Humanity has already consumed Earth's 2017 resource 'budget'

In 1993 it fell on October 21 in 2003 on September 22 and in 2015 on August 13

In 1993 it fell on October 21 in 2003 on September 22 and in 2015 on August 13

Humans would need the equivalent of 1.7 Earths to accommodate our consumption level, according to the Global Footprint Network.

Last year, there was much optimism that the Paris Climate Agreement, signed by 200 countries committing to cut carbon emissions would begin the journey towards bringing humanity back within its limits, however, this seemed to have been thrown into jeopardy by President Trump's decision to pull the United States out of the deal earlier this year.

Humans have been consuming a year's worth of resources within months for several decades.

This year's Earth Overshoot Day is earlier than ever.

Different countries also have different Earth Overshoot Days, depending on how ecologically-friendly they are. However, this is still double the 78 per cent that was used in 1963.

Comprising only about 5 percent of the world's population, Americans use about 25 percent of the planet's coal, 26 percent of its oil and 27 percent of its natural gas, according to the WorldWatch Institute. By the middle of the next century, predictions suggest it will take two Earth's to keep up with demand.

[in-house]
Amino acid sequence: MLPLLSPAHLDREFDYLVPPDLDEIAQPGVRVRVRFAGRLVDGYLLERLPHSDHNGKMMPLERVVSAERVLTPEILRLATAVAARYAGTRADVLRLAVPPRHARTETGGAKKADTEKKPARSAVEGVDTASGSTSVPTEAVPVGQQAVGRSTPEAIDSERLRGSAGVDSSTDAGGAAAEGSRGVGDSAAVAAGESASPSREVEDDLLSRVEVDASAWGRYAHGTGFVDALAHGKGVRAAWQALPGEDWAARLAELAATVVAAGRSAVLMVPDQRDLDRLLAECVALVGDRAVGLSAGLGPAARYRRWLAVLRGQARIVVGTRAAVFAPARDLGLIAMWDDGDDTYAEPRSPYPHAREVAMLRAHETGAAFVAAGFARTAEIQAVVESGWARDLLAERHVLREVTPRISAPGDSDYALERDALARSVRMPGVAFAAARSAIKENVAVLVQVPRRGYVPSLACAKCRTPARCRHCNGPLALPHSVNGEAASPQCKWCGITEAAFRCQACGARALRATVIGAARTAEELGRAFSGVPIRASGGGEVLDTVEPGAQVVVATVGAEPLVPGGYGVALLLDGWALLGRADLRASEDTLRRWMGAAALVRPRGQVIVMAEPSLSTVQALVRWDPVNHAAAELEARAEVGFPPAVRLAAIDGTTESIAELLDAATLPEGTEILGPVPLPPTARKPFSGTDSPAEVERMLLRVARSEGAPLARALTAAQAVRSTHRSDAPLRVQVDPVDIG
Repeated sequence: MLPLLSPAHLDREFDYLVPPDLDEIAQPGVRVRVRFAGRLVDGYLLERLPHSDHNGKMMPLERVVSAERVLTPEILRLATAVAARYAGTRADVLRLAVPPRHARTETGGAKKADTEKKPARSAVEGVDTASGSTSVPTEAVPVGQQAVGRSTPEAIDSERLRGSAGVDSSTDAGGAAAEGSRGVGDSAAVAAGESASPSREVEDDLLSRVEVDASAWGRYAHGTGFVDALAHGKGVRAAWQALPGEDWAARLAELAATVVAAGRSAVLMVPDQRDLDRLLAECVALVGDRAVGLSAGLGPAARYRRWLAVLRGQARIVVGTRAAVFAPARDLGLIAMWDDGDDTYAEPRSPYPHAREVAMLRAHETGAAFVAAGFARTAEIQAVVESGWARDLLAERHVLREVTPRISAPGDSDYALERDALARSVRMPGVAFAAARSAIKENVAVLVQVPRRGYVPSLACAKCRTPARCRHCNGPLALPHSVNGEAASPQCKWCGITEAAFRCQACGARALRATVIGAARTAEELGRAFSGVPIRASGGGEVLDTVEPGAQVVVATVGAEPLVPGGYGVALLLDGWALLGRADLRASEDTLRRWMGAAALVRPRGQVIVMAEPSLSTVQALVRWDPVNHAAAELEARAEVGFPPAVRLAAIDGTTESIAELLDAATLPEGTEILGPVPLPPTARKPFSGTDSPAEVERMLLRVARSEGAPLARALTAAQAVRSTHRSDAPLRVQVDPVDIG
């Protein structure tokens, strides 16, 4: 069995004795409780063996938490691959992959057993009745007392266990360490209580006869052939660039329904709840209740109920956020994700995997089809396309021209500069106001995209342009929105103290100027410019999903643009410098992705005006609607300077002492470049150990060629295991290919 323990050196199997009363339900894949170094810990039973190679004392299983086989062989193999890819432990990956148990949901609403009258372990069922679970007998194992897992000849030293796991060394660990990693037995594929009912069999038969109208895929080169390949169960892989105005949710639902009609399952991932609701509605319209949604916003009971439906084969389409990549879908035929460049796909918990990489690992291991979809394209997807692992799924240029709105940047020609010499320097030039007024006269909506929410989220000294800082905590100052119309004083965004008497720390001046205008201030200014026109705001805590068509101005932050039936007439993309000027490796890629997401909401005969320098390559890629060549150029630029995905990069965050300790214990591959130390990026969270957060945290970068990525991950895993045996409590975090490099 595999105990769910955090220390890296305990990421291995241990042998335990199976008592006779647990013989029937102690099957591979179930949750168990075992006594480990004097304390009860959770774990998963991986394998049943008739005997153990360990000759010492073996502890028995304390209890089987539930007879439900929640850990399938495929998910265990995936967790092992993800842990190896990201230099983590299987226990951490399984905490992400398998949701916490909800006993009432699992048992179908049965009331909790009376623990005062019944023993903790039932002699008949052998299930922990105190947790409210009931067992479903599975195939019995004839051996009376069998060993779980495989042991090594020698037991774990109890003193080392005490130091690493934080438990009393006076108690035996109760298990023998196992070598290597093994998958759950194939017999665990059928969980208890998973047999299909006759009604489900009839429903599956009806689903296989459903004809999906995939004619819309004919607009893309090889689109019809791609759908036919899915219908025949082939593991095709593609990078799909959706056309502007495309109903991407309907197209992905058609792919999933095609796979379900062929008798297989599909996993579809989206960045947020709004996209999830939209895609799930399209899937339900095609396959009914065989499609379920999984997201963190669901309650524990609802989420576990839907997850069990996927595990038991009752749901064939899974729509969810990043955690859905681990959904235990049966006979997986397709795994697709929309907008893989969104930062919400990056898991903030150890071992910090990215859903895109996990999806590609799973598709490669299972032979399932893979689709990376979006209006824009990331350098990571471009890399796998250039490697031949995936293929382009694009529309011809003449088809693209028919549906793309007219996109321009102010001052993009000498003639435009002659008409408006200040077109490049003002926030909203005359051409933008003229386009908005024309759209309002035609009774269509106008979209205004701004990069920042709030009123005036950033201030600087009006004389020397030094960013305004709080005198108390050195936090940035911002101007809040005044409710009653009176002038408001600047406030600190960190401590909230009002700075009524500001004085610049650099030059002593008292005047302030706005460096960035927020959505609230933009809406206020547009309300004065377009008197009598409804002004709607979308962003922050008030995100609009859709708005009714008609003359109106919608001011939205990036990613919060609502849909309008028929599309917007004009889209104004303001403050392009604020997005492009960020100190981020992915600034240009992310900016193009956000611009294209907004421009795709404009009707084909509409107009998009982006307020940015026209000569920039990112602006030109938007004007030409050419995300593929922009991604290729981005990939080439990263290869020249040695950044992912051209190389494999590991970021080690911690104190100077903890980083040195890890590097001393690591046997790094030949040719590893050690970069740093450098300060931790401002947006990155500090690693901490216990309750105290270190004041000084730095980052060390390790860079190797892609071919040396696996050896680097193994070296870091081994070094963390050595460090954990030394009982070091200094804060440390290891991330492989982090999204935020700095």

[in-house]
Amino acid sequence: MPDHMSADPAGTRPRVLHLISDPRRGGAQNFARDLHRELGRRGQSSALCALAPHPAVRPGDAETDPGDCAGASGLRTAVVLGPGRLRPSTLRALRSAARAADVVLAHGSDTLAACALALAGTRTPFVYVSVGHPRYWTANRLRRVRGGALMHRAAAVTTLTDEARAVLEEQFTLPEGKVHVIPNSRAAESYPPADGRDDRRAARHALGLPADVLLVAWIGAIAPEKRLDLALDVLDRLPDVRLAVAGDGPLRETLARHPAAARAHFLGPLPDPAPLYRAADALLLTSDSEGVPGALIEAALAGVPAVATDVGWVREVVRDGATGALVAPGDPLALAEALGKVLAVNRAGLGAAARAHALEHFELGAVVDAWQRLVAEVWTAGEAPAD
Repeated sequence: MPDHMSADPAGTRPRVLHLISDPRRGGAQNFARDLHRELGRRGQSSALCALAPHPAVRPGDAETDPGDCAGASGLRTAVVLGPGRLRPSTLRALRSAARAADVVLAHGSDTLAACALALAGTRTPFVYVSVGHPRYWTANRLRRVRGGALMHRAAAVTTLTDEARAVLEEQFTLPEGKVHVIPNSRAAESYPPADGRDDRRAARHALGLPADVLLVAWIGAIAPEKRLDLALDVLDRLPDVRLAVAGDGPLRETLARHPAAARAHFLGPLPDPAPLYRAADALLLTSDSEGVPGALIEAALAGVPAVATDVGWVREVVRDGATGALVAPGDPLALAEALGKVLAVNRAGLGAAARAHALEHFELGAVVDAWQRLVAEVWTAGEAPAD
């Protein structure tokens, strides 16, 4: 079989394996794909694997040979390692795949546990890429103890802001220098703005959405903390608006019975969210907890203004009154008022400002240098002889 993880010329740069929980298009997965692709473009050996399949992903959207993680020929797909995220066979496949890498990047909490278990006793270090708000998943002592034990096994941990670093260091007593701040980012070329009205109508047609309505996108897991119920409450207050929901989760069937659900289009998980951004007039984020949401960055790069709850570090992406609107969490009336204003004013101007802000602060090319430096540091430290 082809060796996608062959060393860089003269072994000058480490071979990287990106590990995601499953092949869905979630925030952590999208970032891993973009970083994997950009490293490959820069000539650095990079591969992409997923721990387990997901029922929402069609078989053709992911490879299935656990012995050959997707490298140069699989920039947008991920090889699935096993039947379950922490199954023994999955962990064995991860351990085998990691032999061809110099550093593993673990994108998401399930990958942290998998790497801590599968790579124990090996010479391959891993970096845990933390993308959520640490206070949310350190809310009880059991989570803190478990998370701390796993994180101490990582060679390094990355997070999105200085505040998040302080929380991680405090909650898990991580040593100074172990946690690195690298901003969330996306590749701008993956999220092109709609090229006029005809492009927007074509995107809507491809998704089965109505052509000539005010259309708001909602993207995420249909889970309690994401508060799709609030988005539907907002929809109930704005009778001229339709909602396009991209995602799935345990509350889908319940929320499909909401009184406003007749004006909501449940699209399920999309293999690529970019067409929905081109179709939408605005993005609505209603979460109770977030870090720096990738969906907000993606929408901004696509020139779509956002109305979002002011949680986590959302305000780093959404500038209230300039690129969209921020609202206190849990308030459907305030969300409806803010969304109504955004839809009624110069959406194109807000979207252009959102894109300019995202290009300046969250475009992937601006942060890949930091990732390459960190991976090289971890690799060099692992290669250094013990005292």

A shocking report has shown that today is Earth Overshoot Day - the day in which humanity has overspent its water, soil and clean air allowance for the year.

This year, it kickstarted an online campaign with the hashtag #MoveTheDate, explaining that if Earth Overshoot Day was moved back 4.5 days each year, humans could return to "living within the means of one Earth" before 2050.

The report says individuals can contribute to stopping, and eventually reversing, the trend by eating less meat, burning less fuel, and cut back on food waste.

"Humanity's carbon footprint alone more than doubled since the early 1970s".

Commenting on the launch of the Footprint Calculator, Mathis Wackernagel, CEO of Global Footprint Network and co-creator of the Ecological Footprint, stated: "Our planet is finite, but human possibilities are not".

The day is calculated by the Global Footprint Network, a science of sustainability organisation. If their campaign is successful and people worldwide heed their warning and advice, the date could be pushed back almost five days every year moving forward. For the rest of the year, humanity is "living on credit".

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